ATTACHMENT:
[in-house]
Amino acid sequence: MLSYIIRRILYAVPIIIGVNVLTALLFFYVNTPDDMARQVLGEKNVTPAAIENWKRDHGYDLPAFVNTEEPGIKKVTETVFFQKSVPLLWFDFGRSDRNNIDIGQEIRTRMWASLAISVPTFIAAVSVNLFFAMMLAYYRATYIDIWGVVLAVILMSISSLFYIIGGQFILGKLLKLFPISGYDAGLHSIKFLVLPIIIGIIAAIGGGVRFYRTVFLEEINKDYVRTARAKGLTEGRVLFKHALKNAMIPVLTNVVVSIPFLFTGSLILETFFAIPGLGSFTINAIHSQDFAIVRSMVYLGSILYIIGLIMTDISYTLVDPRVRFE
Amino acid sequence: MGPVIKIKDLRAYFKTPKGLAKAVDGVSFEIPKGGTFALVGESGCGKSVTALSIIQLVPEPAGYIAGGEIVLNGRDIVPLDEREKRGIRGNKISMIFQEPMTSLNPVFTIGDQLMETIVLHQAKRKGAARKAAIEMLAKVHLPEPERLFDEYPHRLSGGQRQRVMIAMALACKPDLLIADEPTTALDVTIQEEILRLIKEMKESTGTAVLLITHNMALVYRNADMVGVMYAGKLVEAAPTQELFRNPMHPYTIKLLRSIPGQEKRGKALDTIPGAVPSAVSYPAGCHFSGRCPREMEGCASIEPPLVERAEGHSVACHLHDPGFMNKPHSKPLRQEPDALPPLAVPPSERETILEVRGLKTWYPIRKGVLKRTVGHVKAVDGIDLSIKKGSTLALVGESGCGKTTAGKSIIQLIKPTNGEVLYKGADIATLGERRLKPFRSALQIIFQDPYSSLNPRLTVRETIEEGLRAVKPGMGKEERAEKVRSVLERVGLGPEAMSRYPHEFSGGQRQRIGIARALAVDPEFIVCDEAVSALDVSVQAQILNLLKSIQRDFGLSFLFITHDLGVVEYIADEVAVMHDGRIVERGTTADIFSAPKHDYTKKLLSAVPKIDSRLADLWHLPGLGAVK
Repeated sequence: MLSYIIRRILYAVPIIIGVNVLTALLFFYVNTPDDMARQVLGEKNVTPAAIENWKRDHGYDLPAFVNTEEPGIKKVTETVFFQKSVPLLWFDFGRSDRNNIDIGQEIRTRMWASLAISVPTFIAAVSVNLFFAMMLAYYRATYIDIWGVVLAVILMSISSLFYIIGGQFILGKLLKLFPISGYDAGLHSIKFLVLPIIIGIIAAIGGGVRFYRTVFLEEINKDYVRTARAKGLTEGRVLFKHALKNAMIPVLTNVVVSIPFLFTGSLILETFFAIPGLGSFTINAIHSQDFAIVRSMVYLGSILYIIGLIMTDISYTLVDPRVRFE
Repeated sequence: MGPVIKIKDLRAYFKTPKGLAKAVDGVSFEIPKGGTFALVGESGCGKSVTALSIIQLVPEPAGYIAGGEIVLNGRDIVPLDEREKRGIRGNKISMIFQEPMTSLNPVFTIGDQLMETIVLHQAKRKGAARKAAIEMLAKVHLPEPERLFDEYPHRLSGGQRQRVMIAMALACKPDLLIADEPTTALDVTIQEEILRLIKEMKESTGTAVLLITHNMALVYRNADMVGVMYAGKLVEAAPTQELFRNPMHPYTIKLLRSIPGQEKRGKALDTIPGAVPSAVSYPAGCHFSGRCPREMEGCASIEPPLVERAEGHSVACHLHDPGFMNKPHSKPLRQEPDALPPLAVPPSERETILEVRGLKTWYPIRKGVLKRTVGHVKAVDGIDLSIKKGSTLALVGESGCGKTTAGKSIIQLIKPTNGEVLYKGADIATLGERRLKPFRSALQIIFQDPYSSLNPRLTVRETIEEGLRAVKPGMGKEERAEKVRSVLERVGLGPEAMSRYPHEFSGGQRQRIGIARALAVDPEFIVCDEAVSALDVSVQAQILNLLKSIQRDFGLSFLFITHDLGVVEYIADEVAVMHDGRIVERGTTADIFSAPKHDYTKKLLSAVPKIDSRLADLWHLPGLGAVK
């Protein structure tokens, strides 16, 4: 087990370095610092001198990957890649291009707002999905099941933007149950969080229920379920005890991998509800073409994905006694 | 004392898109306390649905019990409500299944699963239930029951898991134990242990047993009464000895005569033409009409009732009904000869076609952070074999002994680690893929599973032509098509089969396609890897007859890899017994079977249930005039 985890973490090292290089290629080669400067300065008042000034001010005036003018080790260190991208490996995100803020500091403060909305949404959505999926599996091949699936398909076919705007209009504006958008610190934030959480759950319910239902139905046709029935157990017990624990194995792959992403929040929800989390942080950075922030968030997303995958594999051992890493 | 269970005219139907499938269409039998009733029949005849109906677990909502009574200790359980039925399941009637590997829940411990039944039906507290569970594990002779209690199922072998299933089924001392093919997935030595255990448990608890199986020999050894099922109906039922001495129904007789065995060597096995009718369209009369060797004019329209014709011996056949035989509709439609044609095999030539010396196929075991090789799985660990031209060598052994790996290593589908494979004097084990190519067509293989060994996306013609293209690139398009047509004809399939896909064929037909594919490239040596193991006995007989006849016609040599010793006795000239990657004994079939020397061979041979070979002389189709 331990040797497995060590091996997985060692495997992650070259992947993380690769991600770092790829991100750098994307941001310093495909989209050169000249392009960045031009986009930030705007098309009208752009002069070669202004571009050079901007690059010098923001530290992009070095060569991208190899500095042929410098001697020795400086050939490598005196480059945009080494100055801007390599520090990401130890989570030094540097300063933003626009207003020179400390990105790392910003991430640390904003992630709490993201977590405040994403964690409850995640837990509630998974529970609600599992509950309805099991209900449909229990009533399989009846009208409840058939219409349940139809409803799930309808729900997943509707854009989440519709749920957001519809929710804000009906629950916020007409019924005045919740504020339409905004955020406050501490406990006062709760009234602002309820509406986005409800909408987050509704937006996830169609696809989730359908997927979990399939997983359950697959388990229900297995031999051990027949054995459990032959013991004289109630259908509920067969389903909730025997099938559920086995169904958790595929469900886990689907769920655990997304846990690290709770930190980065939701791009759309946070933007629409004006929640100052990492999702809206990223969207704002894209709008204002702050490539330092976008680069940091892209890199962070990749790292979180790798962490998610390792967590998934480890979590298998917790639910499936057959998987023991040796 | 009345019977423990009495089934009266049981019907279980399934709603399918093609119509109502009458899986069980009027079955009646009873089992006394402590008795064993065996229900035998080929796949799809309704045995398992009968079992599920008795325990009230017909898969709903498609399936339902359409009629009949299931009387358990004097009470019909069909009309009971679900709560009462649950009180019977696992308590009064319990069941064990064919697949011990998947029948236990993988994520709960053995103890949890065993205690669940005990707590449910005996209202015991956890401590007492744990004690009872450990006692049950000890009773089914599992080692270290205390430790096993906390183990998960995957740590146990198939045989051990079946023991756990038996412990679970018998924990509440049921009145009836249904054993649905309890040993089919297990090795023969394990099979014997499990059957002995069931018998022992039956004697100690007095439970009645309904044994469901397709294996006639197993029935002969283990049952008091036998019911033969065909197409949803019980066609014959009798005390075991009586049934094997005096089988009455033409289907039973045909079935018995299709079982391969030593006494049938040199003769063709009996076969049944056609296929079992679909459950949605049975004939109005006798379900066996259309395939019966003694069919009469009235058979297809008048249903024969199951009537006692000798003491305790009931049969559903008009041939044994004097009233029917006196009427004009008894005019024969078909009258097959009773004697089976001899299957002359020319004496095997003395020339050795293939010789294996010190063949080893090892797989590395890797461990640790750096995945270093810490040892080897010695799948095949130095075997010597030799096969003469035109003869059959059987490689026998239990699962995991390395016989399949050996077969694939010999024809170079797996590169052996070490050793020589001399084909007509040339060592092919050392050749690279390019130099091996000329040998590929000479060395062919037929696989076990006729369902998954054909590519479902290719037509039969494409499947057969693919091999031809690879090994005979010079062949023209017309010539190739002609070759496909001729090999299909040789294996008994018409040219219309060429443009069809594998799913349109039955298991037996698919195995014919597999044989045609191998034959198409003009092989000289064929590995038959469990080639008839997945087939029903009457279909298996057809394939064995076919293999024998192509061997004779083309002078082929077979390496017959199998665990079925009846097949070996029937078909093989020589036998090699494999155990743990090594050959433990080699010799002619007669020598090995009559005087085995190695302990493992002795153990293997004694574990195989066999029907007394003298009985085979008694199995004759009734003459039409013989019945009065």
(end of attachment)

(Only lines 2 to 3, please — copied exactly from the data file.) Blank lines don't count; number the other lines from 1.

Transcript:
Amino acid sequence: MLSYIIRRILYAVPIIIGVNVLTALLFFYVNTPDDMARQVLGEKNVTPAAIENWKRDHGYDLPAFVNTEEPGIKKVTETVFFQKSVPLLWFDFGRSDRNNIDIGQEIRTRMWASLAISVPTFIAAVSVNLFFAMMLAYYRATYIDIWGVVLAVILMSISSLFYIIGGQFILGKLLKLFPISGYDAGLHSIKFLVLPIIIGIIAAIGGGVRFYRTVFLEEINKDYVRTARAKGLTEGRVLFKHALKNAMIPVLTNVVVSIPFLFTGSLILETFFAIPGLGSFTINAIHSQDFAIVRSMVYLGSILYIIGLIMTDISYTLVDPRVRFE
Amino acid sequence: MGPVIKIKDLRAYFKTPKGLAKAVDGVSFEIPKGGTFALVGESGCGKSVTALSIIQLVPEPAGYIAGGEIVLNGRDIVPLDEREKRGIRGNKISMIFQEPMTSLNPVFTIGDQLMETIVLHQAKRKGAARKAAIEMLAKVHLPEPERLFDEYPHRLSGGQRQRVMIAMALACKPDLLIADEPTTALDVTIQEEILRLIKEMKESTGTAVLLITHNMALVYRNADMVGVMYAGKLVEAAPTQELFRNPMHPYTIKLLRSIPGQEKRGKALDTIPGAVPSAVSYPAGCHFSGRCPREMEGCASIEPPLVERAEGHSVACHLHDPGFMNKPHSKPLRQEPDALPPLAVPPSERETILEVRGLKTWYPIRKGVLKRTVGHVKAVDGIDLSIKKGSTLALVGESGCGKTTAGKSIIQLIKPTNGEVLYKGADIATLGERRLKPFRSALQIIFQDPYSSLNPRLTVRETIEEGLRAVKPGMGKEERAEKVRSVLERVGLGPEAMSRYPHEFSGGQRQRIGIARALAVDPEFIVCDEAVSALDVSVQAQILNLLKSIQRDFGLSFLFITHDLGVVEYIADEVAVMHDGRIVERGTTADIFSAPKHDYTKKLLSAVPKIDSRLADLWHLPGLGAVK